Nov. 2, 2009

Cornell team investigates how to starve tumors

For years, researchers have struggled to understand how tumors create blood vessels that facilitate tumor growth, so that one day, they can learn to block the development of these vessels and starve the tumor.

Now, with federal stimulus funding from the American Recovery and Reinvestment Act (ARRA), Cornell researchers will create tiny 3-D models of tumors to mimic conditions necessary for tumor angiogenesis -- the development of vascular systems by tumors. Using such models, the researchers will specifically study characteristics of blood vessels that feed tumors and transport stem cells, which, in turn, play a role in developing a tumor's vascular system.

The research team -- including Claudia Fischbach-Teschl, assistant professor of biomedical engineering; Abe Stroock and Jeff Varner, assistant professors of chemical and biomolecular engineering; and Vivek Mittal, associate professor of cardiothoracic surgery at Weill Cornell Medical College -- will receive $633,000 over two years.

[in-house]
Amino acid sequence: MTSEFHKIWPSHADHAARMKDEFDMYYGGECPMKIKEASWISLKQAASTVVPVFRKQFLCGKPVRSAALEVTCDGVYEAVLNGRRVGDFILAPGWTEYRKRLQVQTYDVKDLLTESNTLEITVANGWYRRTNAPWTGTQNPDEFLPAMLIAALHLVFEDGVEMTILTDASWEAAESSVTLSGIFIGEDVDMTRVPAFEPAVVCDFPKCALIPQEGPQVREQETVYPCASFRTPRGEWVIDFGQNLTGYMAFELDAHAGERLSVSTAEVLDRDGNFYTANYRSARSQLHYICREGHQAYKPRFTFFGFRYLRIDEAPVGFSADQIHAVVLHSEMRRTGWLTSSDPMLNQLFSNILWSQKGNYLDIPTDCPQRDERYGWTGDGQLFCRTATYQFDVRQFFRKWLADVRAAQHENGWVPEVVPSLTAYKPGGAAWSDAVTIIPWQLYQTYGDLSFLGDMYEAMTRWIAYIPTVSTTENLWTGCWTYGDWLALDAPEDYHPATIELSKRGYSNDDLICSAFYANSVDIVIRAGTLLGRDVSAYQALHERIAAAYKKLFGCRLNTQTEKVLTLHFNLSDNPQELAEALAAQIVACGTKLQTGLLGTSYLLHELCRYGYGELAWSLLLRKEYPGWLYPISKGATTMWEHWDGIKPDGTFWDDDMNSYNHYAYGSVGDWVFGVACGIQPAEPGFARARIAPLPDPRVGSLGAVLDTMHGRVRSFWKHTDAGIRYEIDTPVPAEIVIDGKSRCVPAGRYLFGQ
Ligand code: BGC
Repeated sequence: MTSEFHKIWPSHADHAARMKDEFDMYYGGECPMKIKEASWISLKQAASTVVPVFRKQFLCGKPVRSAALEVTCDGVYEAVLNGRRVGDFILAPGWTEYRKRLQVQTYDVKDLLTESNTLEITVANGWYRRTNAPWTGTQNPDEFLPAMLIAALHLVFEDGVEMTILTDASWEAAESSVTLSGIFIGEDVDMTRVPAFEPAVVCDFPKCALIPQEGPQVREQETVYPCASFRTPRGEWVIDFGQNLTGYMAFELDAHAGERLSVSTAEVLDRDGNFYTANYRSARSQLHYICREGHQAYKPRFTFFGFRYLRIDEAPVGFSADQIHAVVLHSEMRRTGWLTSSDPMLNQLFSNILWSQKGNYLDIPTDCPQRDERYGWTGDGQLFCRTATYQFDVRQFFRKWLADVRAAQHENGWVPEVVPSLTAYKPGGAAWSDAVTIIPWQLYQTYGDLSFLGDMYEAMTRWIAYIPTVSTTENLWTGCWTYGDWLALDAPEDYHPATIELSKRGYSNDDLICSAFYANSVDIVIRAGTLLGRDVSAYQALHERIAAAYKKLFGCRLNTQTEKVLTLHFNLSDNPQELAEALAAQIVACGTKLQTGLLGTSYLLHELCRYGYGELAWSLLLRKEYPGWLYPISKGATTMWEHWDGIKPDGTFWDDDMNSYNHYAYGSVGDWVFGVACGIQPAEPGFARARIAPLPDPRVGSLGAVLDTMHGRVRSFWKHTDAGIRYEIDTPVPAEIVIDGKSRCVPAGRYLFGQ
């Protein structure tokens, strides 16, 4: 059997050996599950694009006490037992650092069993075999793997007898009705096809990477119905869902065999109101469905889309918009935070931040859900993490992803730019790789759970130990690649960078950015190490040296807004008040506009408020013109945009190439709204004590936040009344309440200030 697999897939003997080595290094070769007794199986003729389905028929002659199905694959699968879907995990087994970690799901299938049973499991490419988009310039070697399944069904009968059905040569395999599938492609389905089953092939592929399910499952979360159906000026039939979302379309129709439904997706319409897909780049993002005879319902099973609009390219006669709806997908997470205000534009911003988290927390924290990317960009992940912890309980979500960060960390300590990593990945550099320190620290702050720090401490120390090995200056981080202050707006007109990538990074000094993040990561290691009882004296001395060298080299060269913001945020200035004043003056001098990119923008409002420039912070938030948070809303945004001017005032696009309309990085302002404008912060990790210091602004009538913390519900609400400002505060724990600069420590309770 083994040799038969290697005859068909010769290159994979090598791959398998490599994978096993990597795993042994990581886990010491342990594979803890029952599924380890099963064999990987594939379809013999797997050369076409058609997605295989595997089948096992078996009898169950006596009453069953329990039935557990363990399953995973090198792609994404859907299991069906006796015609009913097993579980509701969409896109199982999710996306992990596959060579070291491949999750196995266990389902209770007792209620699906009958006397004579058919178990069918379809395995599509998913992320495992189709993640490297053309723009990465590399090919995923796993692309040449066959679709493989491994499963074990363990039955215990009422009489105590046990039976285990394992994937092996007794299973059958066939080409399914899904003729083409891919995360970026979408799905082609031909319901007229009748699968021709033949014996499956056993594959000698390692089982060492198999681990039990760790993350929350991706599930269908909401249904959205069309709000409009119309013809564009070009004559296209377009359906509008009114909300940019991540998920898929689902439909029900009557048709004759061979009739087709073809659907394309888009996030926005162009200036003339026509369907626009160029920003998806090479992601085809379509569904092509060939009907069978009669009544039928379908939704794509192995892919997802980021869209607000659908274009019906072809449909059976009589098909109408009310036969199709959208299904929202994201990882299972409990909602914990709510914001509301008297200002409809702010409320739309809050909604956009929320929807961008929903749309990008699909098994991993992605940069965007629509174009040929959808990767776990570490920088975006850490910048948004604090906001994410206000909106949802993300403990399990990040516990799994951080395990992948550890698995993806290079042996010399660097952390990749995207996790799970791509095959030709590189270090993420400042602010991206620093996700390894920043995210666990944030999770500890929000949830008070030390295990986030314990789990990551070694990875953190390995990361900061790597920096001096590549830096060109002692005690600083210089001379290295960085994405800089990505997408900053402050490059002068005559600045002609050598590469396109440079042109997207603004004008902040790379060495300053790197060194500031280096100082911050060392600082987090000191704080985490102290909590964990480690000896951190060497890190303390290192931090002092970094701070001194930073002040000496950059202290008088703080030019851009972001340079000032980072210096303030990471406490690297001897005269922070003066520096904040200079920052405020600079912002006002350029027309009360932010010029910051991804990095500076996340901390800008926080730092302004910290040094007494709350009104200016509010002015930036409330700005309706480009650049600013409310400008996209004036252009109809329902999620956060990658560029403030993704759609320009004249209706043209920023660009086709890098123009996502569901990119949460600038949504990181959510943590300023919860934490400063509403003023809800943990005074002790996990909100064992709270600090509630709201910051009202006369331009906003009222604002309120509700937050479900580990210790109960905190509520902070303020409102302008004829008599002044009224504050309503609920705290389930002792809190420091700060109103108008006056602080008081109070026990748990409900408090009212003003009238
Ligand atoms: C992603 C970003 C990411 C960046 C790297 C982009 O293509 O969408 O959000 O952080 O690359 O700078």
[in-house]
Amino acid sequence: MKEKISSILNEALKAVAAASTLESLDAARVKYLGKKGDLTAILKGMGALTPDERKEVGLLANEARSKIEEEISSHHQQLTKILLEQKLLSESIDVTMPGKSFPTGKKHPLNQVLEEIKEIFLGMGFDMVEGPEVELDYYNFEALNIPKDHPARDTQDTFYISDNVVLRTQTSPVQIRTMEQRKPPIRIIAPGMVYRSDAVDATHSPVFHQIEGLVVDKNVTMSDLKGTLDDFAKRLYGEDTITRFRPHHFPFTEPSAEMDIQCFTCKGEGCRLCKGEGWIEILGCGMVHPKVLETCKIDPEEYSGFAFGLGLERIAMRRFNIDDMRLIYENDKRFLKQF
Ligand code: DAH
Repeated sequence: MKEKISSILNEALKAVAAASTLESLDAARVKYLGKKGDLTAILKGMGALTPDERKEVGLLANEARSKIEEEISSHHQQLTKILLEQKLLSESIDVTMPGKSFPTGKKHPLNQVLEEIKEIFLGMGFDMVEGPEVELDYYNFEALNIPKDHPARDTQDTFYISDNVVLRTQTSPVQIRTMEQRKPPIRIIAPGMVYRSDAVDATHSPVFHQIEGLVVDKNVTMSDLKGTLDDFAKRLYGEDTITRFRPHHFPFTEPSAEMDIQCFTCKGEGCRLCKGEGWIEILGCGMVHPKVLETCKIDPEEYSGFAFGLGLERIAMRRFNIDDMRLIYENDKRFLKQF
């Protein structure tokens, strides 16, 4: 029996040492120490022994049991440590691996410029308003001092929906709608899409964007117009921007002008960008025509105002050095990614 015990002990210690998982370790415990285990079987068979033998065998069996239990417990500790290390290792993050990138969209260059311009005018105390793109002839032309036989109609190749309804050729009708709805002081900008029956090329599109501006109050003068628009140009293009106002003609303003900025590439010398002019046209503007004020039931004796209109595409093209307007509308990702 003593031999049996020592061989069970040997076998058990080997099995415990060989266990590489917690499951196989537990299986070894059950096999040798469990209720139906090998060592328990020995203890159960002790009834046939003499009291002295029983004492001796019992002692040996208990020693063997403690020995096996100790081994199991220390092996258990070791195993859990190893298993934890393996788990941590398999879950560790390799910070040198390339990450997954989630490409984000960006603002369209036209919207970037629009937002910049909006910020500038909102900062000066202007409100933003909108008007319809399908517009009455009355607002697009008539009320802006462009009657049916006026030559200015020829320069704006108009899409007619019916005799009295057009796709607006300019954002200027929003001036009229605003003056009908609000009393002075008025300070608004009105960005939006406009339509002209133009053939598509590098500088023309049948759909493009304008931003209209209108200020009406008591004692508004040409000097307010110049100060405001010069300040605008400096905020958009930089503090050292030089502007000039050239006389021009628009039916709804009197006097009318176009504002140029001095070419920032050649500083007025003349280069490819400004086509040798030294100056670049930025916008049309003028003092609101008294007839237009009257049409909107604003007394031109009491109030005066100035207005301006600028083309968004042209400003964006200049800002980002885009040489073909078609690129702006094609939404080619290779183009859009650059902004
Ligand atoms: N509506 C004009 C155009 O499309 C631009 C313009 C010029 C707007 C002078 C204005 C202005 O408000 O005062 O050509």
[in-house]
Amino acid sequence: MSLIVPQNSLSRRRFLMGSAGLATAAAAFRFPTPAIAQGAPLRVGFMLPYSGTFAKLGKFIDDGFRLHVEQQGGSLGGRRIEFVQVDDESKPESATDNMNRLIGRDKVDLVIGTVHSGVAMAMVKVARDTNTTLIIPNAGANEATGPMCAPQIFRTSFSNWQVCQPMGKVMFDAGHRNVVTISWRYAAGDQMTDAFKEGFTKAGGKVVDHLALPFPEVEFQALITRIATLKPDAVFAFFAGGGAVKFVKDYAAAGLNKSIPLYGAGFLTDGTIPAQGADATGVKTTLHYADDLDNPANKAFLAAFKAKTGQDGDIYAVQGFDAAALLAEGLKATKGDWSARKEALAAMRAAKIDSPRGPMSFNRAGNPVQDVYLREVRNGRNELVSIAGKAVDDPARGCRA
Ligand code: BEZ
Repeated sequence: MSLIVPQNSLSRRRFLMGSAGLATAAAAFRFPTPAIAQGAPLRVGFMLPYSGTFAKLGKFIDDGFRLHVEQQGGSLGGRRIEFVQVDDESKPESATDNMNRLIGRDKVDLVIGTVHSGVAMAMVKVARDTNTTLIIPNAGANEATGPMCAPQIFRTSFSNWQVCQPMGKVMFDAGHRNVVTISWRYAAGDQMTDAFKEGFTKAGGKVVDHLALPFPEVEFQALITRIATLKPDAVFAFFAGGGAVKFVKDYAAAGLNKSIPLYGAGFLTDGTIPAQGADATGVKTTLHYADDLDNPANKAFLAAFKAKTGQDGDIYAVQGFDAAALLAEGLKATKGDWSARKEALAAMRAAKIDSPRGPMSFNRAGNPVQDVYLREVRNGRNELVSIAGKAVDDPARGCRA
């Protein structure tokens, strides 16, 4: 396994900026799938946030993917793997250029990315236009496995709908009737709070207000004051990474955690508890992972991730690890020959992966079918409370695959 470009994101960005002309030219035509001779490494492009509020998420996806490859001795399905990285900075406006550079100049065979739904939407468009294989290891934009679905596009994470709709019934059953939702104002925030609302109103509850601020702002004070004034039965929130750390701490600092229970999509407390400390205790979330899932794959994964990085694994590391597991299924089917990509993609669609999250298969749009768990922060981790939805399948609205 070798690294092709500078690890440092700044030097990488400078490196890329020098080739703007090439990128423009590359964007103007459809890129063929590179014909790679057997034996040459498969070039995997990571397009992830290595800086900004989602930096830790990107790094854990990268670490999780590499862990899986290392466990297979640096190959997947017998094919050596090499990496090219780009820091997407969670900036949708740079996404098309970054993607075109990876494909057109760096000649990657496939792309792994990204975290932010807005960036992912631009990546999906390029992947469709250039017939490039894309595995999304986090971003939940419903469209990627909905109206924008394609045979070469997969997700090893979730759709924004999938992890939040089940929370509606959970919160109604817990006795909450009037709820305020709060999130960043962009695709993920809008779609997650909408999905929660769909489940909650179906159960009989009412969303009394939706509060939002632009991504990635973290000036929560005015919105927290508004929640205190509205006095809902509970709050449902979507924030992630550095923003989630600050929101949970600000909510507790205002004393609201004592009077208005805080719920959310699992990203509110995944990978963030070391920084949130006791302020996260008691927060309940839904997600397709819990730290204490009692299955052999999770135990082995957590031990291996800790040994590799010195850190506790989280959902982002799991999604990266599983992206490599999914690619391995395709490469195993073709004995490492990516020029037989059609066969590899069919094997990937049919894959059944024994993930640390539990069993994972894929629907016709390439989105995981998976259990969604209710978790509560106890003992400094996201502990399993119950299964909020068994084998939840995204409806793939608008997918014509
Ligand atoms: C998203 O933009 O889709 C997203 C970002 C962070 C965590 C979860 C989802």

The funding will support three graduate students and a postdoctoral researcher to work on the project.

Among other things, the researchers hope that developing a microfluidic 3-D tumor model will allow them to examine how such essential soluble elements as dissolved oxygen are transported in blood to tumors. The researchers will also flood the system with bone marrow-derived stem cells that play a role in tumor vascularization.

"We will look at how and where they incorporate and be able to study these cells qualitatively and quantitatively," said Fischbach-Teschl.

The researchers will also use mathematical modeling to study underlying molecular signaling pathways involved in tumor angiogenesis.

To date, Cornell has received 121 grants from ARRA, totaling $99,671,305.